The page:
In 2002, the Nigerian reporter Olukayode Thomas began investigating the background of Amos Adamu, the man who allegedly offered to sell his World Cup bid vote and was provisionally suspended last week by Fifa. The executive board member denies any wrongdoing.
Thomas travelled across the country to interview senior figures in sport. Among his questions: how had Adamu, a civil servant, become so wealthy? How had he built up a portfolio of hotels, private companies and properties across Nigeria? And why had he changed his name – with documents showing him as Babatunde Aremu?
"When we met in 2002, I asked about his wealth, where he comes from and his real name," Thomas says. "Adamu's answers were all 'yes', 'no' or 'no comment'. As I left, he said: 'I won't stop your story, but remember, I have the best lawyers in Nigeria.'"
Thomas claims that what followed was a series of remarkable attempts to kill the story, including a visit by Adamu and 20 aides to the offices of Thomas's newspaper, the Guardian, in Lagos. The Guardian published regardless.
The story sparked several new, related allegations about Adamu's conduct from within sport, all of which he denied. There was a claim by the head of the Nigeria Football League that Adamu had sought to have sponsorship money diverted directly to him. Officials from the athletics federation made similar allegations. The Guardian ran a new story in September 2007 – and this time Adamu decided to sue.
Adamu, by now on Fifa's executive committee, launched one claim against the newspaper, and another against Thomas, claiming £2m in damages from the journalist. Adamu said the story impugned his character "by portraying me as an unreliable, dishonest and unstable character who is corrupt and financially indisciplined".
What followed was unpredictable, even by Nigerian legal standards. First, word reached Thomas via an intermediary that Adamu had backed down and withdrawn the case. Checks appeared to confirm it, and Thomas stopped preparing his defence. "The message was that I should try and be their friends, and move on." But then, in the summer of 2008, came news that Adamu's legal team had, in fact, been working on the case throughout, and a judge in the capital, Abuja, was ready to issue his verdict. A shocked Thomas made his way to the hearing.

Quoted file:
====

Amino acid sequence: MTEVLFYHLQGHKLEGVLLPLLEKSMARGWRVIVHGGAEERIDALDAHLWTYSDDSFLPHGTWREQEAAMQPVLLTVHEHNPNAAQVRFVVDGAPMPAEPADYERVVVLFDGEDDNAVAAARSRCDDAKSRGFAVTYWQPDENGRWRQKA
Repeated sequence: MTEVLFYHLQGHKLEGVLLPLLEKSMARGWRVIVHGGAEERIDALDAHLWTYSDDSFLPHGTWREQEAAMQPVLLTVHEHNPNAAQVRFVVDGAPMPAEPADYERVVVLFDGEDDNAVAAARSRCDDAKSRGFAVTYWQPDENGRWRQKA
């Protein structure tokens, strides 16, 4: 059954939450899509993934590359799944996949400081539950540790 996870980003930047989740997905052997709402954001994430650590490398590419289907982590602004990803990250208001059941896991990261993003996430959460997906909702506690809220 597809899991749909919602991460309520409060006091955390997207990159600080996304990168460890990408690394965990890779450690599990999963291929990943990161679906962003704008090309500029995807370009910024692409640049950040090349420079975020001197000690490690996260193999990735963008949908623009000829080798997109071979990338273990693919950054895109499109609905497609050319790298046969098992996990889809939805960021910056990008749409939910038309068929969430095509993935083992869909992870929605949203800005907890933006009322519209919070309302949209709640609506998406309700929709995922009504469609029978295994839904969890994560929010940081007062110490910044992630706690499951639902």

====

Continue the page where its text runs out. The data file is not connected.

"When I arrived at the court I was met by a lawyer. He told me he had been on the case for a while, and that he had prepared a statement of defence for me. All I had to do was to tell the judge that the statement was mine. It looked like a set-up. I had never met this guy in my life. I said to him: 'If you are representing me, shouldn't you at least have spoken to me before drawing up my statement?' Then I noticed that the document already contained a signature next to my name."
When Thomas told the judge what had happened, the case was adjourned until March – allowing Thomas time to assemble a public interest defence, helped by a lawyer working for a nominal fee. He had further help in the form of investigations into Adamu's background by the English journalist Andrew Jennings. When the verdict was finally returned last March, it was blunt: Adamu's cases against the Guardian, and against Thomas, were thrown out.
"I am still in debt as a result of all this," Thomas says. "But the joy that truth prevailed is compensation for the loss and the emotional trauma."
Thomas is now working as an adviser to the new minister of sports, Alhaji Ibrahim Isa Bio, who has stated his aim to be rooting out corruption.
"Defeating Adamu opened a lot of doors for me. I get invited to talk about the problems with Nigerian sport, and now I am working with the new minister to help change it. Pulling down Adamu's hegemony in Nigerian sport has not been easy. But thank God for the British press. They have made our job much easier."